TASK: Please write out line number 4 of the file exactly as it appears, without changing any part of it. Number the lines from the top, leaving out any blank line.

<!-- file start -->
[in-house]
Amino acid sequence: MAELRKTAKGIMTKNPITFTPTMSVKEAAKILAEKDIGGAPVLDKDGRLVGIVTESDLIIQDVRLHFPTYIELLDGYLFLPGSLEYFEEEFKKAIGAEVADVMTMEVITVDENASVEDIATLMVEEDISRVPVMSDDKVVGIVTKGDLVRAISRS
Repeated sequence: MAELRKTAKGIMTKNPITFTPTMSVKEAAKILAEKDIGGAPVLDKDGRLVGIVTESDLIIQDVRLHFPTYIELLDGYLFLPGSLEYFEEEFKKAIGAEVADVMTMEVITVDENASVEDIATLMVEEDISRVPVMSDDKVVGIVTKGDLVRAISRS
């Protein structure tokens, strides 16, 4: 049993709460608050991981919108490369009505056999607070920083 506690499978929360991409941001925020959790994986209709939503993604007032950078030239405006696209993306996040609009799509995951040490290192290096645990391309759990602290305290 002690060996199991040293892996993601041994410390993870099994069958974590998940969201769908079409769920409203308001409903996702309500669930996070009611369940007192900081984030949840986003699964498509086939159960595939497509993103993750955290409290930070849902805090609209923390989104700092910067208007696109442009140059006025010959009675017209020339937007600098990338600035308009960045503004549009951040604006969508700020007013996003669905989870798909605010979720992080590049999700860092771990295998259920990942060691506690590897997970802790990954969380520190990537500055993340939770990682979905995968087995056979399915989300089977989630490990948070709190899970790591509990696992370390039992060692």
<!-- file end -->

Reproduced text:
């Protein structure tokens, strides 16, 4: 049993709460608050991981919108490369009505056999607070920083 506690499978929360991409941001925020959790994986209709939503993604007032950078030239405006696209993306996040609009799509995951040490290192290096645990391309759990602290305290 002690060996199991040293892996993601041994410390993870099994069958974590998940969201769908079409769920409203308001409903996702309500669930996070009611369940007192900081984030949840986003699964498509086939159960595939497509993103993750955290409290930070849902805090609209923390989104700092910067208007696109442009140059006025010959009675017209020339937007600098990338600035308009960045503004549009951040604006969508700020007013996003669905989870798909605010979720992080590049999700860092771990295998259920990942060691506690590897997970802790990954969380520190990537500055993340939770990682979905995968087995056979399915989300089977989630490990948070709190899970790591509990696992370390039992060692």